I live in Cornwall and I can honestly say that this Museum is far better laid out and good value than most that is on offer in the South West.
I was in the UK back in 2002. My friend and I were driving back to London when we saw Highclere and decided to investigate. We drove right up to the front door and looked around...there was no sign of anyone around. I am sure we would not be so lucky today since this was way before Downton Abbey. I was not able to go inside but what a beautiful place it was and the grounds are breathtaking. I hope to visit one day during the tour season.
I was sent to Bryn Bras during the war about 1940 to 1944. I made many friends while there, but have never had any contact since the nuns left, to return to Hayling Island. I have tried many times to find fellow "evacs" without joy. I wondered if any come to Bryn Bras and in the future ,you would pass my e-mail address to them. I come very often to Brynrefail, where we have a cottage belonging to our climbing club. I was then Pamela Whiter. Thank you. Pam Cottle
My husband and I have been regular visitors to Swiss Garden for some 20 years - with its amazing, beautiful plants and unexpected architectural features (every time you turn a corner another intriguing building seems to appear) it is an absolute joy - and the peacocks are a real bonus! Many people we meet have never heard of the Garden, which is such a shame... though we do appreciate the peace there. All in all a truly wonderful place.
Lady Waterford's murals, in the schoolhouse at Ford, are enchanting. We were so impressed by the quality and size of the works, and very interested to read about this remarkable woman with an amazing vision. What a lovely place to educate children. Very well worth visiting.
I have been to Rycote chapel on several occassions as my maiden name was Quartermaine. The first time I visited the lady who 'manned' the kiosk asked if I would like to sign a visitors book which she only allowed Quartermaines to sign - this would be around 1983 or so, as I was there with my son who was doing a school project on his ancestors. According to the lady on duty there were visits from hundreds of Quartermaines, many from far afield - Canada and the like. On subsequent visits that person was not there and the custodian knew nothing of the visitors book which was unfortunate as I think it could have been useful for family historians. The chapel never seems to change - it is quite beautiful and serene. My second husband and I had hoped to marry there but unfortunately, in spite of numerous requests by many people (who I assume have some link to it) this is not allowed.
I was brought up in Paris Hall, lived there throughout the 60s (remember the Bergls next door) and as children we would play in the overgrown gardens of Copped Hall, imagining the legendary secret passage that led to Waltham Abbey.
Stradey Castle opened its doors in March this year for the general public to view this beautiful historic house, I was fortunate enough to get there to do the heritage tour provided by the current owner Patrick Mansel Lewis and his wife Clare. The first part of the tour was around the garden with all the points of interest pointed out to us, beautiful views of the house were also appreciated from many points in the garden. The second part of the tour involved a steep climb to the top of a tower which gave us spectacular views of the Gower Coast. The House was the final part of the tour and is an on-going project, there are many examples of art and period furniture,it also feels like a family home with the current owners' family photos scattered everywhere. Finally tea in the dining room where the owners chatted with all the visitors, they seemed genuinely interested in what everyone thought of the Castle and were interested in ideas for this house to be preserved for future generations. I would definitely recommend a visit to this beautiful house and watch this space this is something special.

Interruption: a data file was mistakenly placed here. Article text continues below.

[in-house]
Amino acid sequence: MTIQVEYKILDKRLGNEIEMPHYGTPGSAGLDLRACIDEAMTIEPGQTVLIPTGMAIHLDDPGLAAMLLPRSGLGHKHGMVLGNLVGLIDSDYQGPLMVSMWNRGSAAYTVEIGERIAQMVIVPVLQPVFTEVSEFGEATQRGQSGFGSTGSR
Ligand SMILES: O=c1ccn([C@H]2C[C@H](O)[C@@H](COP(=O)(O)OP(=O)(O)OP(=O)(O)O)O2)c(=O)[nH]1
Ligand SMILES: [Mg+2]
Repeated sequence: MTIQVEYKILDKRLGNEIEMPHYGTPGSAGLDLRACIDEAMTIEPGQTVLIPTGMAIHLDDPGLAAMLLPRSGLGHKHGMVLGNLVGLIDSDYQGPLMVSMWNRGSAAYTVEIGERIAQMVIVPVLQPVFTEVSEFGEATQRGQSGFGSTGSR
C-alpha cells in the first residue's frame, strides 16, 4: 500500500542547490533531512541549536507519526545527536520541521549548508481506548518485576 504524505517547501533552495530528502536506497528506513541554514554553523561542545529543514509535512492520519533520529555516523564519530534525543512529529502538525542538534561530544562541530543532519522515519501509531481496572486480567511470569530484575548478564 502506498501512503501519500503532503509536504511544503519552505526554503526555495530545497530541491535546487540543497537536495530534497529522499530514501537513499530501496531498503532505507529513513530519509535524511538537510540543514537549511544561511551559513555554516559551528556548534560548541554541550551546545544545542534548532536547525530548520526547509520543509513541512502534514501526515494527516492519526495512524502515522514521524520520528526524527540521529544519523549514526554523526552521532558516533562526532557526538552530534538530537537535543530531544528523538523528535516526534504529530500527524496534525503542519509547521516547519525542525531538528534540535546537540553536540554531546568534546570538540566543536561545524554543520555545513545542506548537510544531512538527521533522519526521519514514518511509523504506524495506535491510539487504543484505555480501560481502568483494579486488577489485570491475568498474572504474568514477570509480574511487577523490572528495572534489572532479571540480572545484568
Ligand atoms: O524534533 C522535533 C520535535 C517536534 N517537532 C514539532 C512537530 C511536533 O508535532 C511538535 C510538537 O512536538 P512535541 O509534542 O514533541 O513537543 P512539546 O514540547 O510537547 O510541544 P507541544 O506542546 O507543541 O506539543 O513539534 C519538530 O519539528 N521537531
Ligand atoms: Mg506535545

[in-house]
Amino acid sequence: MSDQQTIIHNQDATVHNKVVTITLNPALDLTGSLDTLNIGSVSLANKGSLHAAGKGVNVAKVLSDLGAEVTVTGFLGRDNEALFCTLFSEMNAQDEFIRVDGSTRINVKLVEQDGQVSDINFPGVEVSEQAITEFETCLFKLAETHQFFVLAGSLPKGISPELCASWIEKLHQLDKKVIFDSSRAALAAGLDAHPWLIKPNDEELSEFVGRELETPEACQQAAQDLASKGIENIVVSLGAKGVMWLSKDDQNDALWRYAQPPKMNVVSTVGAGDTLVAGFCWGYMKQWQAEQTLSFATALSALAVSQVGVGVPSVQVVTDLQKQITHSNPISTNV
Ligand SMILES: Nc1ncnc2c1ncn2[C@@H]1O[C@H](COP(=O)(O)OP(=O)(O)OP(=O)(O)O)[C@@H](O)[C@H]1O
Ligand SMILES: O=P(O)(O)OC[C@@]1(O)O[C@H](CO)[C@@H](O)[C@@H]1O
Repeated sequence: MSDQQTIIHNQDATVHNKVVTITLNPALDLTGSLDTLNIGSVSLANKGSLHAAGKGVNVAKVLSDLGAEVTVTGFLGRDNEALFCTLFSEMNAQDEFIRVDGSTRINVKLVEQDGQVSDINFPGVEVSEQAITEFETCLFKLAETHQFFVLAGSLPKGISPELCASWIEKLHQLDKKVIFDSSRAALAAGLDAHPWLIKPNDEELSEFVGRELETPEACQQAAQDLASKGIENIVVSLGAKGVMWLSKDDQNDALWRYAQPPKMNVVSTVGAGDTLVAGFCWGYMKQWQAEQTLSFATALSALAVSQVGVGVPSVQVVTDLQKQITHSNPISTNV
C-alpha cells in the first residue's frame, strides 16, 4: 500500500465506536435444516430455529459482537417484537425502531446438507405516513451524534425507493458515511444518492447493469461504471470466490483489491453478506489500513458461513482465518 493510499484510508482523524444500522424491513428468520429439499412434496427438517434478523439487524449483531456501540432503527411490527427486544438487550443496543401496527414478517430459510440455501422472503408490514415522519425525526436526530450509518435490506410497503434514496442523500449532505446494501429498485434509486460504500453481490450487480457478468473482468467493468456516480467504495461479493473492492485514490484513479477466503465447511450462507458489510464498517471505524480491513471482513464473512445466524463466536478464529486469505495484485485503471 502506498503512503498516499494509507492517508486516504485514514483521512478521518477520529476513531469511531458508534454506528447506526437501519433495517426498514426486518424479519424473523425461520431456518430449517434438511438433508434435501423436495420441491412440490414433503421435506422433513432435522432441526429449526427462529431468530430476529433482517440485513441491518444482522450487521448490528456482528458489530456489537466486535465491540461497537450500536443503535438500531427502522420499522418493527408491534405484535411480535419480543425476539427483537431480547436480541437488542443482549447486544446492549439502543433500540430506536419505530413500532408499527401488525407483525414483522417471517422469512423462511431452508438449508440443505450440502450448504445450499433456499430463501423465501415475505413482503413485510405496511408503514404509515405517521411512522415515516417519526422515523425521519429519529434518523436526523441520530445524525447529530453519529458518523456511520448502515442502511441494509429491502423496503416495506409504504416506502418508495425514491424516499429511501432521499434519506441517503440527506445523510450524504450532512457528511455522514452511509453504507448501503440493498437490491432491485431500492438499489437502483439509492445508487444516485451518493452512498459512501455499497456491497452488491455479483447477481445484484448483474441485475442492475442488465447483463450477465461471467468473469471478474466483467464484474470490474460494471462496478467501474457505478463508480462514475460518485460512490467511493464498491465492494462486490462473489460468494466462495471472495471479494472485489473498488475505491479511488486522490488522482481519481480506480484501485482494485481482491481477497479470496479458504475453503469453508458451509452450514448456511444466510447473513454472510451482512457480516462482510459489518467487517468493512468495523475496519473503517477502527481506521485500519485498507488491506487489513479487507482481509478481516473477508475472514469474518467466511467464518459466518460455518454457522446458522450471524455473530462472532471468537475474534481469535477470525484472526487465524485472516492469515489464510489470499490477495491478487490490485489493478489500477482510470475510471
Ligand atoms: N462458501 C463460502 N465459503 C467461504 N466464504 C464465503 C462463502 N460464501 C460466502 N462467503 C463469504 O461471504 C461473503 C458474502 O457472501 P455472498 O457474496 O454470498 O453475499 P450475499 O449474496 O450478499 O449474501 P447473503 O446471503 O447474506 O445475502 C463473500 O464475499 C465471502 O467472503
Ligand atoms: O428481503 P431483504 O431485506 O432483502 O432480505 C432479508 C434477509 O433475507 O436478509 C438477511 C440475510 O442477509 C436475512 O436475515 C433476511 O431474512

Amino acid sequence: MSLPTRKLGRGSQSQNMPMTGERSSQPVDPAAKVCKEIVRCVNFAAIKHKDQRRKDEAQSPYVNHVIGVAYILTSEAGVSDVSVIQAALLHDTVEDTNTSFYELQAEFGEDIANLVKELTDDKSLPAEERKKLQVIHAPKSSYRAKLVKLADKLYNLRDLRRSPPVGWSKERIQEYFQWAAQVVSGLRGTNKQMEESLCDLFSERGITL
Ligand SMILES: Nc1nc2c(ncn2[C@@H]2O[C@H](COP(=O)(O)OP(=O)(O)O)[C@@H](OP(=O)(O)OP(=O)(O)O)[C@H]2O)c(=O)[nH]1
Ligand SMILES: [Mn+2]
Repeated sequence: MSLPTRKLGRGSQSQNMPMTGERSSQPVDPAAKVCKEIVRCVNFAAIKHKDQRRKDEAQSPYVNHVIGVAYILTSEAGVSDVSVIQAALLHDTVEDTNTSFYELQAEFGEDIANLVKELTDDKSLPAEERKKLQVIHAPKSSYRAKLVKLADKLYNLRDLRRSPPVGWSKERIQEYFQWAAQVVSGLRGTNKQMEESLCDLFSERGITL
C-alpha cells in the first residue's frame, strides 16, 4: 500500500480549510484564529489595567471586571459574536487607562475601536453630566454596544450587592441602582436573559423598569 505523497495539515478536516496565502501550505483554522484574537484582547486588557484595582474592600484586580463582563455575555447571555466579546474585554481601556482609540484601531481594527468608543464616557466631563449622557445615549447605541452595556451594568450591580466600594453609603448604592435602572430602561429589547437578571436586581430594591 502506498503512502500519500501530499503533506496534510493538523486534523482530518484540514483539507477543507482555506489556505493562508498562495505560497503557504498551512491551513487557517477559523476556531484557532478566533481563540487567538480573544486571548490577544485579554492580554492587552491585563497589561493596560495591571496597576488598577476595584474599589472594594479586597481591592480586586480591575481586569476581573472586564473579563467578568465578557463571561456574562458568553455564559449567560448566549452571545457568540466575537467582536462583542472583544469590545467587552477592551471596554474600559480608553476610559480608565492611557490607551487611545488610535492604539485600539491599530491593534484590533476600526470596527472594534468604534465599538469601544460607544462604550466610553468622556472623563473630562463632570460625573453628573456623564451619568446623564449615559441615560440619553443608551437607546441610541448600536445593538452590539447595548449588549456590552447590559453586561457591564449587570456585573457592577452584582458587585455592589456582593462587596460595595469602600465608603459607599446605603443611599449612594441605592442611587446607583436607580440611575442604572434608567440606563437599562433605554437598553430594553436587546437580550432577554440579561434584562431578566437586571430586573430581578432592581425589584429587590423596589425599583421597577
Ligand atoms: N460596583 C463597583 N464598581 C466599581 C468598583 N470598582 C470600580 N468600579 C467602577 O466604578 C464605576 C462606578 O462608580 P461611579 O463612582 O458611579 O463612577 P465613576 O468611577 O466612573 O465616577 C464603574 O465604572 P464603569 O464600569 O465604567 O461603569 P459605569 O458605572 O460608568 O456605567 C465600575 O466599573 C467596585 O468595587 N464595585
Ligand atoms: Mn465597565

The gardens were looking lovely last week: a garden to re-visit throughout the summer to find out what's in bloom.
Enjoyed my visit to Shugborough enormously. Lovely house and gardens. Felt quite moved and rather melancholy seeing Patrick Lichfield's private apartment I slightly felt I was invading his privacy.
My wife and I were visiting from Australia and thoroughly enjoyed our vist to Dundonald Castle. It was one of the smaller castles we have visited and from afar looks very much a ruin, but to our surprise it still had so much to offer and to explore both inside and out.
The castle site is steeped in history from as far back as the Iron Age and our visit was made so much more interesting with a personal tour with the trust guide named Stacey, who enthusiastically brought the castle's history and past very much to life and made our visit so much fun.
Thank you so much and we will certainly spread the word to our friends in Australia that Dundonald Castle is very much worth a visit when visiting Scotland.
Many thanks Stacey (I hope we have correctly spelt your name) for your enthusiasm and hospitality.
Les & Naomi (Canberra Australia )
Maunsel exceeds all expectation! a superb wedding venue, which does not have the "wedding factory" feel of so many other venues we looked at, Maunsel has soul ..... and a little magic.
Superb wedding planners - full of enthusiasm and always willing to go "the extra mile" - combined with cheerful and happy service staff to provide a wedding day which ran so faultlessly that guests are still commenting! We could not have asked for more!
Quite simply: 5* A huge thank you to Sir Ben and his entire team, for making my daughter and son-in-laws' wedding day into the day of their dreams.